A bit of a serious undertaking for a Disney animated film, this 1996 adaptation of the famed Victor Hugo novel from directors Gary Trousdale and Kirk Wise (…

Review: Grown Ups 2

Everybody’s back, minus Rob Schneider (hooray!) for the sequel to ‘Hey, Adam Sandler Has Friends!’. In this outing, the gang (Adam Sandler, Chris Rock, David Spade, and a flatulent Kevin James) throw an 80s party, get harassed by a bunch of dorky andovercompensating macho college brats (led by a shirtless Taylor Lautner), and generally just try and avoid their wives and children. Stone Cold Steve Austin plays a former high school bully re-entering the picture to the horror of Sandler, whilst Cheri Oteri plays a woman who never got over her grade school crush on Sandler, who doesn’t even recognise her. Jon Lovitz plays a perverted janitor who poses as a Pilates instructor, whilst Salma Hayek, Maria Bello, Maya Rudolph, Colin Quinn, Tim Meadows, and Steve Buscemi all reprise their roles from the original.

The original “Grown Ups” could’ve been one of the more enjoyable Adam Sandler films, with a bit more effort and depth. Unfortunately, Adam just wanted to go on vacation with his buddie…

Review: The Bank Job

Inspired by a real-life robbery in the 70s, Jason Statham stars as a former ne’er do well, now a family man and garage owner, though in debt to a loan shark, currently. Waltzing back into his life is former flame Saffron Burrows, with a job offer: A heist gig, on short notice to rob the safety deposit vault of a bank on Baker Street, London, full of cash and jewellery. What’s really going on unbeknownst to Statham is that Burrows is sleeping with an MI5 agent (Richard Lintern) who wants Burrows to find some disreputable types to break in, so that he can get his mitts on some seriously kinky photos of Princess Margaret (!) and certain politicians, that blackmailers are holding over the government. Actually the politicians are worried because a certain local Madame also has a different deposit box at the bank with incriminating evidence. In addition to his usual crew, Statham hires a dapper con man (James Faulkner’s ‘Major’), as well as an experienced tunneller (Alki David). Meanwhile, …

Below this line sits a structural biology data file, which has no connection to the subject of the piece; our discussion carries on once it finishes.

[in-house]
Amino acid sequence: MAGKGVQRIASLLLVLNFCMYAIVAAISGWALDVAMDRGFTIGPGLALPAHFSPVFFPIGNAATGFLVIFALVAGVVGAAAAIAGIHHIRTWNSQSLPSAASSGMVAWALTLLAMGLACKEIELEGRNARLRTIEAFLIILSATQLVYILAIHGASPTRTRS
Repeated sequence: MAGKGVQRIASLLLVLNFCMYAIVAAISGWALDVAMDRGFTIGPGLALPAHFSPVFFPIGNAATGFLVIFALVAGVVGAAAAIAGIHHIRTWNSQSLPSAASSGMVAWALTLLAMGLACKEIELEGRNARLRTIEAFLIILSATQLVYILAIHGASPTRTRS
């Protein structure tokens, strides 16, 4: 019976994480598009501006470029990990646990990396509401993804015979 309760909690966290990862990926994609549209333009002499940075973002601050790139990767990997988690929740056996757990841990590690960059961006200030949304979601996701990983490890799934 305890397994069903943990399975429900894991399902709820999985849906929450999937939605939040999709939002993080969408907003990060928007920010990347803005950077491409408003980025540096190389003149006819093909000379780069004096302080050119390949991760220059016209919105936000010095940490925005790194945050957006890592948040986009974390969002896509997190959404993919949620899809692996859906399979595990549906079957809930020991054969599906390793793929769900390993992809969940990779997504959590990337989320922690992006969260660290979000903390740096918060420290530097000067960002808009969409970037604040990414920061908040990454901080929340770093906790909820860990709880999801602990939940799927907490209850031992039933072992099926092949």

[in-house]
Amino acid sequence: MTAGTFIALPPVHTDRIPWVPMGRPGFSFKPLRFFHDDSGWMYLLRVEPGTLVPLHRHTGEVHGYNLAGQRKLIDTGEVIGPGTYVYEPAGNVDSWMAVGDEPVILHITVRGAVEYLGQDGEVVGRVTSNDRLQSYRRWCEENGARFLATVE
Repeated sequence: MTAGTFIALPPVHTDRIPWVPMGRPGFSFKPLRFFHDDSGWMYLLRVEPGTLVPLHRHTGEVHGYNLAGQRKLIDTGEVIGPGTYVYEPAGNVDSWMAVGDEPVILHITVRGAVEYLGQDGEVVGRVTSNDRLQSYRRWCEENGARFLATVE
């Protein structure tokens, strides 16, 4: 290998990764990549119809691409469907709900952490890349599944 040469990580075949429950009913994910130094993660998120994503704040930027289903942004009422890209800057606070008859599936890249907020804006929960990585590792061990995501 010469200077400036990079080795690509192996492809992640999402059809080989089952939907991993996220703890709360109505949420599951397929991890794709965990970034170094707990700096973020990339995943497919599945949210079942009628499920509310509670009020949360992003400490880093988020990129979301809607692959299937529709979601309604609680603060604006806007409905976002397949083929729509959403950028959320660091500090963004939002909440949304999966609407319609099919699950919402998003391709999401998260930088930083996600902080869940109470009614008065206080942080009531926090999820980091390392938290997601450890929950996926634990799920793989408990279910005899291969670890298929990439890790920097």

Review: Fahrenheit 451

Set in a future where books are said to lead to depression, disharmony, and unhelpful idealism, the black-clad fire brigade are the dominant policing unit. Instead of putting out fires, they’re in charge of burning books. One such fireman is played by Oskar Werner, who lives a content, unquestioning existence with his wife, played by Julie Christie. But then he meets a local schoolteacher (also played by Christie) who encourages Werner to actually read the books he burns. And that’s where the trouble begins for Werner, who finds books so much more fascinating than his otherwise anti-septic, emotionally inert, brain-draining existence. How long until fellow firemen like Anton Diffring come looking for him? Cyril Cusack plays the rather creepy fire chief, most distressed by Werner’s recent behaviour.

Based on a Ray Bradbury novel (apparently the first to be adapted into a film), this 1966 sci-fi film from director/co-writer Francois Truffaut (“The 400 Blows”, “The Bride Wore Black”) may…